Commissioning And Integrated Testing Of Fire Protection And Life Safety Systems In Health Care Facilities
The codes, personnel, and terms related to the commissioning process for health care may seem to leave room for confusion. The authors delineate the differences for you here because, especially when it comes to these settings, no such room exists.
Commissioning (Cx) certain building systems has been occurring for years, and the process is continually evolving. Commissioning is heavily driven by the need to achieve, validate, and document the complex designs of today’s building systems that emphasize system integration in order to achieve sustainability and efficiency goals. Specifically, there has been a rise in the commissioning of fire protection and life safety systems — not for utility savings, but for owners that want to confirm the fire protection and life safety systems are designed and installed to meet the overall project goals, comply with applicable codes, and provide protection to the building occupants, the building, and its contents.
Fire protection and Life Safety Systems in Health Care Facilities
Health care facilities provide unique design challenges as they are outfitted with fire protection and life safety systems that exceed those of a typical building. These systems are required in health care facilities based on the higher risk associated with the nature of the occupants, who are generally presumed to be incapable of self-preservation.
Health care facilities with occupancy categories such as ambulatory health care deploy a defend-in-place occupant protection strategy to deal with the higher level of risk amongst occupants. NFPA 99: Health Care Facilities Code defines the defend-in-place strategy as “The operational response to an emergency in a building, in which the initial action does not involve evacuation of the building occupants.” In other words, during an emergency or dangerous condition, the facility relies upon both passive construction and the active fire protection and life safety systems to compartmentalize the floor to direct the relocation of occupants and patients from an area of immediate danger to a safe location on the floor.
NFPA 101 establishes the following principles to execute the life safety goals in health care facilities:
Fire-resistance rated and smoke-tight construction
Smoke barrier compartmentation
Protection of vertical openings
Means of egress utilizing horizontal exits or interior stairs
Provision of exit marking, exit illumination, and emergency power
Interior finish material limitations
Fire alarm detection and notification
Smoke control systems
Protection of hazardous areas
Control of fuel loads
Operational features (no smoking, staff training, building system maintenance and testing)
Adequate protection of building service equipment
To execute these principles, there are increased code requirements for the fire protection and life safety systems within a health care facility. For example, under current code, evacuation of a fully sprinklered high-rise office building is fairly simple, as the occupants egress to the fire resistance-rated pressurized stairs to exit the building. In this simple example, the typical building occupant will not travel through any other fire rated walls, except to enter the stair enclosure. However, commissioning this “simple” smoke control stair pressurization system is not so straightforward. Proper commissioning of the stair pressurization system requires integration of the sprinkler system, fire alarm system, emergency power, HVAC (in some instances), fire pump, passive construction (stair enclosure and doors), BMS (in some cases), and the stair pressurization equipment itself. This simple example quickly becomes compounded with multiple buildings systems that must work not only as independent systems, but reliably as a whole under various scenarios.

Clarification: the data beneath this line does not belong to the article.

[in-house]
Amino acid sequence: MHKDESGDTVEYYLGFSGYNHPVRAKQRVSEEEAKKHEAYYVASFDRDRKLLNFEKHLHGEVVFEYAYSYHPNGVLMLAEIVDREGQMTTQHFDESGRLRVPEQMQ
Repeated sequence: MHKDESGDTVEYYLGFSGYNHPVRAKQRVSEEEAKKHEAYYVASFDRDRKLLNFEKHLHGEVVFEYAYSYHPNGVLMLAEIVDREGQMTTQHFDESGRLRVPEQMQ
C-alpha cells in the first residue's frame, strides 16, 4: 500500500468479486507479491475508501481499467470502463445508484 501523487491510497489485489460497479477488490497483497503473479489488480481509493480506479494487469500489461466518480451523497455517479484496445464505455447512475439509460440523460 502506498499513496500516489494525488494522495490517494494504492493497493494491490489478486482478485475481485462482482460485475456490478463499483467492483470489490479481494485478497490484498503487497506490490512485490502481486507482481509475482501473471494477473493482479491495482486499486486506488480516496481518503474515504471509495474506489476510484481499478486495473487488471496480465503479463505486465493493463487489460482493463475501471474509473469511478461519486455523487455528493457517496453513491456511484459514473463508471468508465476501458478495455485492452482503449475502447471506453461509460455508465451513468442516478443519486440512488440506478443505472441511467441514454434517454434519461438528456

If the same fully sprinklered high-rise building includes a health care occupancy, then in addition to the high-rise smoke control system for the office buidling (i.e. stair pressurization), passive compartmentalized construction is required. This passive construction comprises fire-rated doors and fire/smoke dampers that close upon fire alarm to minimize the number of occupants exposed to the emergency situation and allow for the horizontal evacuation of occupants to a safe area of refuge on the same floor. On the mechanical side, pressure relationships must be maintained upon the loss of normal power in certain clinical spaces, such as airborne infection isolation rooms, critical care units, burn units, surgery rooms, and spaces with infection control and cross-contamination issues.
The health care industry is one of the most regulated. Code compliance is subject to numerous laws for health care operations, local municipal codes, and federal programs such as the Centers for Medicare & Medicaid Services (CMS). As such, health care facilities are often subject to inspection from multiple authorities having jurisdiction (AHJ’s), whom enforce a broad range of code requirements making code compliance a challenging task.
Modern health care facilities require various building systems across multiple disciplines to operate in a particular manner to achieve the desired outcome. For fire protection and life safety systems, the process to ensure that these systems (active and passive) operate as intended includes both commissioning and integrated testing, as documented in NFPA 3: Recommended Practice for Commissioning of Fire Protection and Life Safety Systems and NFPA 4: Standard for Integrated Fire Protection and Life Safety System Testing.
NFPA 3 and NFPA 4
Commissioning and integrated testing are two different concepts. As defined by NFPA 3, commissioning is “a systematic process that provides documented confirmation that building systems function according to the intended design criteria set forth in the project documents and satisfy the owner’s operational needs, including compliance with applicable laws, regulations, codes, and standards.”
Commissioning of fire protection and life safety systems occurs in the planning phase, design phase, construction phase, and occupancy phase. NFPA 3 also addresses commissioning of existing systems that have not been commissioned previously (retrocommissioning; ReCx) and commissioning of existing systems that have previously been commissioned (recommissioning; RCx).